2. The method according to claim 1, wherein the encapsulating comprises:
assigning a unique ID as the identifier to each asset.
3. The method according to claim 1, wherein the encapsulating further comprises forming an asset table in a database using the identifier for each asset.
4. The method according to claim 1, wherein the querying comprises:
defining at least one search environment parameter; and
importing the at least one defined parameter into a search database during configuration of the search.
5. The method according to claim 3, where said forming further comprises establishing a virtual asset address within the database using the identifier.
6. The method according to claim 4, wherein said defining of at least one search environment parameter comprises identifying a description of metadata corresponding the at least one asset.
7. The method according to claim 1, further comprising identifying metadata associated with the at least one asset, wherein at least one query is dynamically created for a database using metadata descriptions.
8. A method comprising the step of:
synchronizing search results from at least two data sources in response to a user search query;
establishing a search configuration in response to the user search query
aggregating the synchronized search results from the at least two data sources, said aggregating including assigning an identifier for each application corresponding to a respective asset; and
presenting the aggregated search results to the user as one search result.
9. The method according to claim 8, wherein said aggregating further comprises:
forming an asset table in a database by encapsulating the assigned identifier for each application.
10. The method according to claim 8, wherein said establishing comprises defining search environment parameters involved in the search,
11. The method according to claim 10, further comprising importing the search environment parameters into a search database during configuration of the search in response to the search query to provide client applications an interface to create, validate and execute the search query.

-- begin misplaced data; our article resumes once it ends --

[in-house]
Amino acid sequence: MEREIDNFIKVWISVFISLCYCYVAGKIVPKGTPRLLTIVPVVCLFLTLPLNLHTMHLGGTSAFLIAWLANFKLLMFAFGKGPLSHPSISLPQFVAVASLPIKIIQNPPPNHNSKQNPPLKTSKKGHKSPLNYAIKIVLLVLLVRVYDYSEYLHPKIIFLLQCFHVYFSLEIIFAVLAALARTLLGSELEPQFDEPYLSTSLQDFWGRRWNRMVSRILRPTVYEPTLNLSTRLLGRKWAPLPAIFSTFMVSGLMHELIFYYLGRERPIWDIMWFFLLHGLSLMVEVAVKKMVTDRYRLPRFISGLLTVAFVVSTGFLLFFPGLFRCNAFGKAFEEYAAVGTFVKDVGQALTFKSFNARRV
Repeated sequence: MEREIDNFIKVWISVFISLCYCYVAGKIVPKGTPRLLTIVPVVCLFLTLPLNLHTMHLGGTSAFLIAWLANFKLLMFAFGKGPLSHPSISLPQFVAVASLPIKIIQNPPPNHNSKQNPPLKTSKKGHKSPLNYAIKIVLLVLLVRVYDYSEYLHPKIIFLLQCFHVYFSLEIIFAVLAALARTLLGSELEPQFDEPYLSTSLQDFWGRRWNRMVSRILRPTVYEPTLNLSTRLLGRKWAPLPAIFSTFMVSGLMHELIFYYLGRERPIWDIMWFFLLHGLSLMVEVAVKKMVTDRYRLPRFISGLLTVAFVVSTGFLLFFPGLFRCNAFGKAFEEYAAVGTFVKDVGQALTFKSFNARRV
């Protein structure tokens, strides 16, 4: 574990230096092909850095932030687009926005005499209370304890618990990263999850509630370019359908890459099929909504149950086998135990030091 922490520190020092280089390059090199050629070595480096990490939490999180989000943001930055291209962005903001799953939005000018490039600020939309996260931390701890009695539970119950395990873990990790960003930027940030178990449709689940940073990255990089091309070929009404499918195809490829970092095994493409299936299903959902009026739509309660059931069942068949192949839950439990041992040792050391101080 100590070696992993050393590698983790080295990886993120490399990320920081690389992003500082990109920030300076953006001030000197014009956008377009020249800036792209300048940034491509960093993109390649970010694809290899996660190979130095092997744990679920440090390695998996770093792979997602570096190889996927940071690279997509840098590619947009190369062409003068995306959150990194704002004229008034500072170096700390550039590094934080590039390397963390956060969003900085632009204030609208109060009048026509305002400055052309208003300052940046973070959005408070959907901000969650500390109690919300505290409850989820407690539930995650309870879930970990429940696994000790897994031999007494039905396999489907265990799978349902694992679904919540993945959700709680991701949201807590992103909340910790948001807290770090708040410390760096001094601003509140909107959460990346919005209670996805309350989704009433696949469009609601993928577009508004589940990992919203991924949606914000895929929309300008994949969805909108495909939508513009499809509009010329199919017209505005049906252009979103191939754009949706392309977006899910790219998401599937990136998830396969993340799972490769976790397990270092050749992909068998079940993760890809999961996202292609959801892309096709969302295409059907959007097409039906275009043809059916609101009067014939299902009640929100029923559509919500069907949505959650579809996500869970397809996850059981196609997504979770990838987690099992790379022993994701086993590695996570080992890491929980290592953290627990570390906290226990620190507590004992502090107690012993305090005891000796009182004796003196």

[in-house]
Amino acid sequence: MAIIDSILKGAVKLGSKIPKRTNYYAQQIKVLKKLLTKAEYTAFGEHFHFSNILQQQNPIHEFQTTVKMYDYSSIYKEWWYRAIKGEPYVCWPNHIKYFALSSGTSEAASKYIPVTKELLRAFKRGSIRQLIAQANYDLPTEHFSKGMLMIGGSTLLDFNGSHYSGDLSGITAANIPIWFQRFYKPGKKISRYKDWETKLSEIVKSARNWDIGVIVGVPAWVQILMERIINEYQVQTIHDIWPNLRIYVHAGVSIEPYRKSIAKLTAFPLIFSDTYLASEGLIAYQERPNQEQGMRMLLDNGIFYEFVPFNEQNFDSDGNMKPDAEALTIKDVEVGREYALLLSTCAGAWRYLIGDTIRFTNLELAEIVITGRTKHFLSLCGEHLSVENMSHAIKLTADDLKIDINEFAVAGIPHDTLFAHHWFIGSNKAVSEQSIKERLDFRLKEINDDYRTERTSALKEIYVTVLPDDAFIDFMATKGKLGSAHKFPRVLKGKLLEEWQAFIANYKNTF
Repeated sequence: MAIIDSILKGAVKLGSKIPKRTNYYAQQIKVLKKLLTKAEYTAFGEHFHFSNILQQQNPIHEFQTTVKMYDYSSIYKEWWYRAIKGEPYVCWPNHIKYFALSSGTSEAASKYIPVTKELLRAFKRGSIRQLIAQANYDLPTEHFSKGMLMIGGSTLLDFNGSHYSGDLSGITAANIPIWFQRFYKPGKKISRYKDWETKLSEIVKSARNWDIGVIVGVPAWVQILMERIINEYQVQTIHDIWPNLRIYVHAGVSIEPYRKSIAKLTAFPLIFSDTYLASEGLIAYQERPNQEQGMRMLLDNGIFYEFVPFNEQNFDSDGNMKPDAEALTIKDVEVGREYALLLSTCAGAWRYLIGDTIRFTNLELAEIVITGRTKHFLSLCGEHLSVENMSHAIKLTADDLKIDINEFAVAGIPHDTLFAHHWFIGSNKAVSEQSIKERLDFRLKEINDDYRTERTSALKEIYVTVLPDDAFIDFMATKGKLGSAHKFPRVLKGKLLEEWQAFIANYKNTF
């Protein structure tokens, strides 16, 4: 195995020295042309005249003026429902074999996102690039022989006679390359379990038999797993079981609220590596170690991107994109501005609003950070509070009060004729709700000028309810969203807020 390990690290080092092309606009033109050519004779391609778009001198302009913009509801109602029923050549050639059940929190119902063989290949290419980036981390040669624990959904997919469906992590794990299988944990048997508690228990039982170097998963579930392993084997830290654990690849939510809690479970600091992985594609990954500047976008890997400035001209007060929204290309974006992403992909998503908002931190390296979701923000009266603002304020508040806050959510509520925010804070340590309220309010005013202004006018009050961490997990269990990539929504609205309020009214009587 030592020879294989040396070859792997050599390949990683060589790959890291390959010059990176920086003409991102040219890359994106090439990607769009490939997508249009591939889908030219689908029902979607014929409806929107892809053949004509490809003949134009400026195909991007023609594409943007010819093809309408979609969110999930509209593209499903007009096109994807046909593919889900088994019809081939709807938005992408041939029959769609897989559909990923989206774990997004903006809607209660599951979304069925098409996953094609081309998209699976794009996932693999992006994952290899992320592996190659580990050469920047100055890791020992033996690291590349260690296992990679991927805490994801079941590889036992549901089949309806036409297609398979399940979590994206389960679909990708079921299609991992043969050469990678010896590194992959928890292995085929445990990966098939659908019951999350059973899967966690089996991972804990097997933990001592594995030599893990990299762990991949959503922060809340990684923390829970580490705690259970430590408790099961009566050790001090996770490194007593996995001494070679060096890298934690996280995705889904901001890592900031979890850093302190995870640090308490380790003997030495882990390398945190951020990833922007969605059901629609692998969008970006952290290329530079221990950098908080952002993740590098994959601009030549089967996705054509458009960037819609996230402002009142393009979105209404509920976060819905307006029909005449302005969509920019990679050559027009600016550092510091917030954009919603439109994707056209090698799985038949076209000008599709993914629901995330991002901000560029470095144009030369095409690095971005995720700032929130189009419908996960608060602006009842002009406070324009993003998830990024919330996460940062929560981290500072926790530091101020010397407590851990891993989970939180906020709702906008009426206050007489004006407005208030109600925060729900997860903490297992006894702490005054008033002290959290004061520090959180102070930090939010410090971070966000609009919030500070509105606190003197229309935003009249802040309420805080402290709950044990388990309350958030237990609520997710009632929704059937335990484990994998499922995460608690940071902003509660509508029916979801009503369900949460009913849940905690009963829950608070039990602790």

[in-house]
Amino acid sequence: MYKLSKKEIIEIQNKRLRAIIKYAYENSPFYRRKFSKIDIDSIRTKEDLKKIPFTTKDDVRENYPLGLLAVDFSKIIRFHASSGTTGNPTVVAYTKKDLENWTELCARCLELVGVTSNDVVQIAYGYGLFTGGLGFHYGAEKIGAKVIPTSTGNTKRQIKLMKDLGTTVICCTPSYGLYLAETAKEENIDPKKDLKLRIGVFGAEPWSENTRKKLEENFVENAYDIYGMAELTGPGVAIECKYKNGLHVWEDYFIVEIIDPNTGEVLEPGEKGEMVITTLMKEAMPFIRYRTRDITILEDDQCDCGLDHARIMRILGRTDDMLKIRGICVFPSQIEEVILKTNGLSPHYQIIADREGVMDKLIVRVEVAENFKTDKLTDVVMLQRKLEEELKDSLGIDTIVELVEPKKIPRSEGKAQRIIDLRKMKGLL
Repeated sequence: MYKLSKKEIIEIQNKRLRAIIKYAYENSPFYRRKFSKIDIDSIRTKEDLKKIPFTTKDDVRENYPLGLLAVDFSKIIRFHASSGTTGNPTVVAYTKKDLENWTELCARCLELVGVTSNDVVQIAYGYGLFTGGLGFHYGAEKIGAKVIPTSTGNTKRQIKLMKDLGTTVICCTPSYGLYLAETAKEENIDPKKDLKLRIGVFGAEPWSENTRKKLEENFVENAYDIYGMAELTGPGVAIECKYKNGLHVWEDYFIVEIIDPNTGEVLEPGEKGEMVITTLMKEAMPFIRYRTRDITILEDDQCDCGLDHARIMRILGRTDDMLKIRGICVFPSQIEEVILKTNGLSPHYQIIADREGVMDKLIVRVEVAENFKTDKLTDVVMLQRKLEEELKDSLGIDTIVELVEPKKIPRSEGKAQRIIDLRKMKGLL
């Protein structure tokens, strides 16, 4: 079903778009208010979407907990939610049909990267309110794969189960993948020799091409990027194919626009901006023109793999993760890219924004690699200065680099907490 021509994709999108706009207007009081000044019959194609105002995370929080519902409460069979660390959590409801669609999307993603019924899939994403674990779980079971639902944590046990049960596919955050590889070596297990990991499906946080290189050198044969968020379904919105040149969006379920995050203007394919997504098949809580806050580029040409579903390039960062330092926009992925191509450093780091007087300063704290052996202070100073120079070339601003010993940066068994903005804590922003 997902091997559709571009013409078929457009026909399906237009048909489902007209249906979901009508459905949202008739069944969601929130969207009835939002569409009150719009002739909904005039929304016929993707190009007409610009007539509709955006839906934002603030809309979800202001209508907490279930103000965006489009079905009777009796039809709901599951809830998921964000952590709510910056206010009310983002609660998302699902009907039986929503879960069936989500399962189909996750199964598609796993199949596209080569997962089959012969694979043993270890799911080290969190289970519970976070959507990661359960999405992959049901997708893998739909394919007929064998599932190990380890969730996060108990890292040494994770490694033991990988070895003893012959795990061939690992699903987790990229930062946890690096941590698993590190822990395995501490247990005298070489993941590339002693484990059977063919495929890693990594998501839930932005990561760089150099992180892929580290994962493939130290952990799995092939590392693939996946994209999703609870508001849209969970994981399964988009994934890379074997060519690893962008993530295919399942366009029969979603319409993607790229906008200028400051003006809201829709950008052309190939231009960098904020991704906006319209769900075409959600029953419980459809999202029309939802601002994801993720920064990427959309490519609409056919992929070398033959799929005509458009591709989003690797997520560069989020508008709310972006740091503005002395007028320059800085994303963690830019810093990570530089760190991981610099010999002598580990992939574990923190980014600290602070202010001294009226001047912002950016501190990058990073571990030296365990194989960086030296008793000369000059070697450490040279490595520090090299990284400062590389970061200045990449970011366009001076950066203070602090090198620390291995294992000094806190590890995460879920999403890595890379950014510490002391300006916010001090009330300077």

12. The method according to claim 10, wherein said defining comprises identifying metadata descriptions associated with each asset, wherein the user search query is dynamically created for a database using the metadata description during the establishing of the search configuration.
13. The method according to claim 9, wherein the forming further comprises establishing a virtual asset address within the database using the identifier.
14. A computer program product comprising a computer useable medium having computer readable program code embodied thereon for use in media production and distribution environment, the computer program product comprising:
program code for encapsulating into at least one asset an identifier for a corresponding application associated with the at least one asset; and
program code for querying the at least one asset for a given application using said identifier for that application to identify the at least one asset associated with the identifier.
15. The computer program product of according to claim 14, wherein the program code for encapsulating further comprises program code for assigning a unique ID as the specific identifier to each asset.
16. The computer program product according to claim 14, wherein the program code for encapsulating further comprises program code for forming an asset table in a Media Asset Management database using the specific identifier for the at least one asset.
17. The computer program product according to claim 14, wherein the program code for querying further comprises:
program code for defining at least one search environment parameter; and
program code for importing the at least one parameter into a search database during configuration of the search.